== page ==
The advent of iPhones and Instagram has put bars under increasing pressure to reinvent themselves and their menus. Michael Butt looks at a cycle threatening to spiral out of control
In 2005, I created one of the most famous cocktails ever. It fails to be classed as a modern classic – the goal of all creative bartenders – for two very important reasons. First of all, although very popular, it failed to make the jump from being a drink enjoyed in one bar to one called for in bars across the world. Second, it was just a rip-off of a Fish House Punch served in a big wooden box.
Mahiki’s Pieces of Eight was a triumph. This despite the fact that its name was too much of a mouthful for our well-to-do consumers, who just called it a Treasure Chest. They ordered and paid extortionately for it in their thousands. When originally equipping the bar, we only ever thought we would need two chests, not the 25 that were regularly in simultaneous use during a service.
So why was it not a global hit? The advent of the camera phone. In 2005, we were all carrying Razrs or Nokias with a pop-up function. Phones were only just starting to have cameras with megapixel resolution. You still couldn’t see much on the photos, but you could just about recognise a treasure chest. It was one of the first Instagram-style moments.
Before long we were doing ski boots and ice chalets and camel toes and thunder gods, Mayan temples and Luchador masks, ammo chests and warheads and Heath Robinson mousetraps. Basically anything you could put a drink in and photograph.
The point is that the ‘occasion’ was a hit and each venue realised that it had to have its own signature sharing drink for people to photograph themselves
and their friends drinking.
The camera phone allowed them to recreate the sharing shots of drunken royals, which become the best way to ‘share’ great experiences… and in the case of the Treasure Chest, piece together what the hell happened after you drank half a bottle of rum, a bottle of champagne and a bit of juice through a really long straw.
It always got the party started, which you could argue is why Mahiki is still going strong after 13 years.
With all of us now generating countless terabytes of content, someone only had to figure out how to monetise its distribution – and along came Zuck. But for us in the bar industry, the real understanding of the value of user-generated content probably hit in 2013 with Dominique Ansel’s transformation from being a relatively successful baker to a worldwide patisserie phenomenon with hours-long queues outside the shop.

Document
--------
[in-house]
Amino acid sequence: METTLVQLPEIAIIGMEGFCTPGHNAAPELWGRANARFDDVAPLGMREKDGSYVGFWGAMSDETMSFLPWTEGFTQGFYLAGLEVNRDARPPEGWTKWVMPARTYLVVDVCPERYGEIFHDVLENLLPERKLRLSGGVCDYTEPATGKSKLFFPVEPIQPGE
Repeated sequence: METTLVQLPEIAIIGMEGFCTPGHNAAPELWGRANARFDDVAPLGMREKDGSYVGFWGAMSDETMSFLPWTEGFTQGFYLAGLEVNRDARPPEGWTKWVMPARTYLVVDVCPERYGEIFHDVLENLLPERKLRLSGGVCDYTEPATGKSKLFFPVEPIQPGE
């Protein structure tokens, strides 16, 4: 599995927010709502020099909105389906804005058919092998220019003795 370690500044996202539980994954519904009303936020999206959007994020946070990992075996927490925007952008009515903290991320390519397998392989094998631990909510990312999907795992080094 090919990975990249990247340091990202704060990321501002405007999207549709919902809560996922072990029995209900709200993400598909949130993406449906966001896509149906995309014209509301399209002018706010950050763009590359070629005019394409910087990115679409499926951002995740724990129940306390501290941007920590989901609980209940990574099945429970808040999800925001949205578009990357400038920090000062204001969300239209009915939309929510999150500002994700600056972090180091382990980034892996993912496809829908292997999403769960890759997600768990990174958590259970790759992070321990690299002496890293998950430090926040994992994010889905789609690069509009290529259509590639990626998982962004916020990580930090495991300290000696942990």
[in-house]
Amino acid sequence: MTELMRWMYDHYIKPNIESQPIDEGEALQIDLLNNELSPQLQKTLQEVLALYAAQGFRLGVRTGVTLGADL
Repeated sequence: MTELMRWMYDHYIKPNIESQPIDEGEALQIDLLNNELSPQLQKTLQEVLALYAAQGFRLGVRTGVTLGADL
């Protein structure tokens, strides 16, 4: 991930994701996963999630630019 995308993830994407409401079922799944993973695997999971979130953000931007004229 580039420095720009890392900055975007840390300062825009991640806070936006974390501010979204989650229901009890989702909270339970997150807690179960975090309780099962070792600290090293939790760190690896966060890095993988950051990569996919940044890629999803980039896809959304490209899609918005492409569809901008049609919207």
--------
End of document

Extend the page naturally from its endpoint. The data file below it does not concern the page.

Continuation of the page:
Customers bought one of her new ‘cronuts’, then voluntarily marketed it to all their friends, who came and bought one and voluntarily marketed it to all theirs. This shift away from expensive paid-for PR to free advertising at the point of production changed the drinks world.
The menu at Mahiki was ahead of its time – although if you were Trader Vic’s founder Victor Bergeron you would say 70 years behind. We invested a good deal of money and time differentiating each individual drink with its own glass, ceramic or vessel, and then having these drawn by an artist.
This was to help customers choose a drink not only on the basis of its ingredients, but also with an eye to its appearance. The approach has been a success, at least for the creator of the drinks, as that initial investment has ensured the longevity of the majority of the recipes. But the pace of promotion ha accelerated to such a speed that this approach will no longer guarantee even that.
The art of reinvention
The Artesian was voted best bar in the world four times in a row; indeed, it had to abandon a whole spirit category just to be able to fit all its awards on the bar shelves. Alex Kratena and Simone Caporale were consummate hosts, with a cohort of unsung service heroes, delivering fantastic service in a busy bar.
The reason one year of being the best bar became two, two became three, and so on, was its continual reinvention of the drinks offer.
|How to do it right
Invest creativity and money in the menu This is the first thing the guest sees and possibly photographs. The drinks listed are then freed from the requirement to all be new or exciting, and only have to taste delicious. Callooh Callay is a past master at this approach and I love Scarfes Bar’s menu.